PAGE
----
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Leukocyte DNA methylation and colorectal cancer among male smokers

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Author(s): Ying Gao | Keith Killian | Hong Zhang | Kai Yu | Qi-Zhai Li | Stephanie Weinstein | Jarmo Virtamo | Margaret Tucker | Philip Taylor | Demetrius Albanes | Paul Meltzer | Neil Caporaso

Journal: World Journal of Gastrointestinal Oncology
ISSN 1948-5204

Volume: 4;
Issue: 8;
Start page: 193;
Date: 2012;
Original page

Keywords: DNA methylation | Colorectal cancer | Susceptibility

ABSTRACT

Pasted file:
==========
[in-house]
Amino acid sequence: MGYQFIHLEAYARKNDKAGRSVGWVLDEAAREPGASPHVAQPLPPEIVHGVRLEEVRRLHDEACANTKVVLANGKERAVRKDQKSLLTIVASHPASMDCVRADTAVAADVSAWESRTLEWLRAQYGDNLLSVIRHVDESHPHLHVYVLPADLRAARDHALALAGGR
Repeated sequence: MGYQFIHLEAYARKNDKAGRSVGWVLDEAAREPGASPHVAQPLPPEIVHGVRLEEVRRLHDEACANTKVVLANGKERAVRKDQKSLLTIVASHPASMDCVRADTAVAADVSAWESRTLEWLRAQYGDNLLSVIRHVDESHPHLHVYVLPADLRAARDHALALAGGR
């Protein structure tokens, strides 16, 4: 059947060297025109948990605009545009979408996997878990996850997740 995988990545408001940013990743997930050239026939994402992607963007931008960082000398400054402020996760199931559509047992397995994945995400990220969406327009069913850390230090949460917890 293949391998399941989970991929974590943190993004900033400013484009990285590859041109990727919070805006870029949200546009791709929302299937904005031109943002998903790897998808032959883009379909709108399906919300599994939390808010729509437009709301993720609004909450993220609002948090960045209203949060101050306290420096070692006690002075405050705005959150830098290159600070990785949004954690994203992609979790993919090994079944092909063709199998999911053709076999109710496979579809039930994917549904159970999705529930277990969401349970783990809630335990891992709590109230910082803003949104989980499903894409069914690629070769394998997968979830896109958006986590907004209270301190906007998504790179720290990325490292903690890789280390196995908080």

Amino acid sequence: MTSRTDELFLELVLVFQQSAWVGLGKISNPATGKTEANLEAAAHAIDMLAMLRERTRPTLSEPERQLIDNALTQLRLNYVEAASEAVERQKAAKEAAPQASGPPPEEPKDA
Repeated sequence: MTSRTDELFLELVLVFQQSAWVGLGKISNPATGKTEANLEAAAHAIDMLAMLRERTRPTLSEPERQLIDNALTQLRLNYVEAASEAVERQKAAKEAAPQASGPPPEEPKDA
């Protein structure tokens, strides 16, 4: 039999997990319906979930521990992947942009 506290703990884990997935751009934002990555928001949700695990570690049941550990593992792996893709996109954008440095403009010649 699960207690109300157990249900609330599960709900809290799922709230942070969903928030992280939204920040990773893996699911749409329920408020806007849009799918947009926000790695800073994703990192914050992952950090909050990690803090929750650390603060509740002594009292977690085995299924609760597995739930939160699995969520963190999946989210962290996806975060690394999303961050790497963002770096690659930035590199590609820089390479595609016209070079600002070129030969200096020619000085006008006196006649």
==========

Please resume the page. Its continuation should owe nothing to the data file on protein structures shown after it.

AIM: To explore the association between methylation in leukocyte DNA and colorectal cancer (CRC) risk in male smokers using the α-tocopherol, β-carotene cancer prevention study. METHODS: About 221 incident CRC cases, and 219 controls, frequency-matched on age and smoking intensity were included. DNA methylation of 1505 CpG sites selected from 807 genes were evaluated using Illumina GoldenGate Methylation Cancer Panel I in pre-diagnostic blood leukocytes of study subjects. Tertiles of methylation level classified according to the distribution in controls for each CpG site were used to analyze the association between methylation level and CRC risk with logistic regression. The time between blood draw to cancer diagnosis (classifying cases according to latency) was incorporated in further analyses using proportional odds regression. RESULTS: We found that methylation changes of 31 CpG sites were associated with CRC risk at P < 0.01 level. Though none of these 31 sites remained statistically significant after Bonferroni correction, the most statistically significant CpG site associated with CRC risk achieved a P value of 1.0 × 10-4. The CpG site is located in DSP gene, and the risk estimate was 1.52 (95% CI: 0.91-2.53) and 2.62 (95% CI: 1.65-4.17) for the second and third tertile comparing with the lowest tertile respectively. Taking the latency information into account strengthened some associations, suggesting that the methylation levels of corresponding sites might change over time with tumor progression. CONCLUSION: The results suggest that the methylation level of some genes were associated with cancer susceptibility and some were related to tumor development over time. Further studies are warranted to confirm and refine our results.

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